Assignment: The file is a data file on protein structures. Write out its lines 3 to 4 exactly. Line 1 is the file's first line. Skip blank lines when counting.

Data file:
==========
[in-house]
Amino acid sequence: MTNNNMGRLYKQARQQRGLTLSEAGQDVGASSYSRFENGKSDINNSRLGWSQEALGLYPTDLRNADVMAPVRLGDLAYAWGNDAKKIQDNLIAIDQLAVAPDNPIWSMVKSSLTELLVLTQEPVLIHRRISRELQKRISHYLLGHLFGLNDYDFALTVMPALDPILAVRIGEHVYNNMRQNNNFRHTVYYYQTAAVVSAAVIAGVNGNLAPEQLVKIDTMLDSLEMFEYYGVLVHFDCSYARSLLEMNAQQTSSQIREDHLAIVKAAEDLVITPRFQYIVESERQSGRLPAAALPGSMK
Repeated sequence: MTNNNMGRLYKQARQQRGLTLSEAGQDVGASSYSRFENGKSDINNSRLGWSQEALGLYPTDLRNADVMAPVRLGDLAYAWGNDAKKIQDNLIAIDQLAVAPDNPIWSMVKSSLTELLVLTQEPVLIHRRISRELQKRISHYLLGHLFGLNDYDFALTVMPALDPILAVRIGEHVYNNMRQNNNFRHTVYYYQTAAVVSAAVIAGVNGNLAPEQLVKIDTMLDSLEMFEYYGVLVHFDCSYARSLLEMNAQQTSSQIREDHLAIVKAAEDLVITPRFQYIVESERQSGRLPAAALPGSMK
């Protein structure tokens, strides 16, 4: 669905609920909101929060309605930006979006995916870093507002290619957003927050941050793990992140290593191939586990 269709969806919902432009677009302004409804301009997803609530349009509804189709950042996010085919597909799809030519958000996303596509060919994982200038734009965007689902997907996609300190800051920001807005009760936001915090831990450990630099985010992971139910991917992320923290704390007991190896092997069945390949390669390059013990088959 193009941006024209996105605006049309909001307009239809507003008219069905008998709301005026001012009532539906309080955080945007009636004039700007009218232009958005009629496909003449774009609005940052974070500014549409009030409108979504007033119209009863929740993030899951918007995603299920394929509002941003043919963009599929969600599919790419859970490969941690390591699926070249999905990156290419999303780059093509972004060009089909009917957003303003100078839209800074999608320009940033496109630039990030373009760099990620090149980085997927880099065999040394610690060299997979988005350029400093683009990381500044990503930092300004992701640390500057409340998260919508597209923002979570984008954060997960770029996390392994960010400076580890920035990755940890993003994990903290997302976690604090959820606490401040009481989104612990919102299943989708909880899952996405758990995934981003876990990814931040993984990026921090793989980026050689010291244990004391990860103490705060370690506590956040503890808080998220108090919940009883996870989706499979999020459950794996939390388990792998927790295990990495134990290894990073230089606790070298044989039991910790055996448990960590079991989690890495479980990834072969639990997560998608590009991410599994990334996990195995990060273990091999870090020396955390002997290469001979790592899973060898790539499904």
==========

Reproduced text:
Repeated sequence: MTNNNMGRLYKQARQQRGLTLSEAGQDVGASSYSRFENGKSDINNSRLGWSQEALGLYPTDLRNADVMAPVRLGDLAYAWGNDAKKIQDNLIAIDQLAVAPDNPIWSMVKSSLTELLVLTQEPVLIHRRISRELQKRISHYLLGHLFGLNDYDFALTVMPALDPILAVRIGEHVYNNMRQNNNFRHTVYYYQTAAVVSAAVIAGVNGNLAPEQLVKIDTMLDSLEMFEYYGVLVHFDCSYARSLLEMNAQQTSSQIREDHLAIVKAAEDLVITPRFQYIVESERQSGRLPAAALPGSMK
């Protein structure tokens, strides 16, 4: 669905609920909101929060309605930006979006995916870093507002290619957003927050941050793990992140290593191939586990 269709969806919902432009677009302004409804301009997803609530349009509804189709950042996010085919597909799809030519958000996303596509060919994982200038734009965007689902997907996609300190800051920001807005009760936001915090831990450990630099985010992971139910991917992320923290704390007991190896092997069945390949390669390059013990088959 193009941006024209996105605006049309909001307009239809507003008219069905008998709301005026001012009532539906309080955080945007009636004039700007009218232009958005009629496909003449774009609005940052974070500014549409009030409108979504007033119209009863929740993030899951918007995603299920394929509002941003043919963009599929969600599919790419859970490969941690390591699926070249999905990156290419999303780059093509972004060009089909009917957003303003100078839209800074999608320009940033496109630039990030373009760099990620090149980085997927880099065999040394610690060299997979988005350029400093683009990381500044990503930092300004992701640390500057409340998260919508597209923002979570984008954060997960770029996390392994960010400076580890920035990755940890993003994990903290997302976690604090959820606490401040009481989104612990919102299943989708909880899952996405758990995934981003876990990814931040993984990026921090793989980026050689010291244990004391990860103490705060370690506590956040503890808080998220108090919940009883996870989706499979999020459950794996939390388990792998927790295990990495134990290894990073230089606790070298044989039991910790055996448990960590079991989690890495479980990834072969639990997560998608590009991410599994990334996990195995990060273990091999870090020396955390002997290469001979790592899973060898790539499904």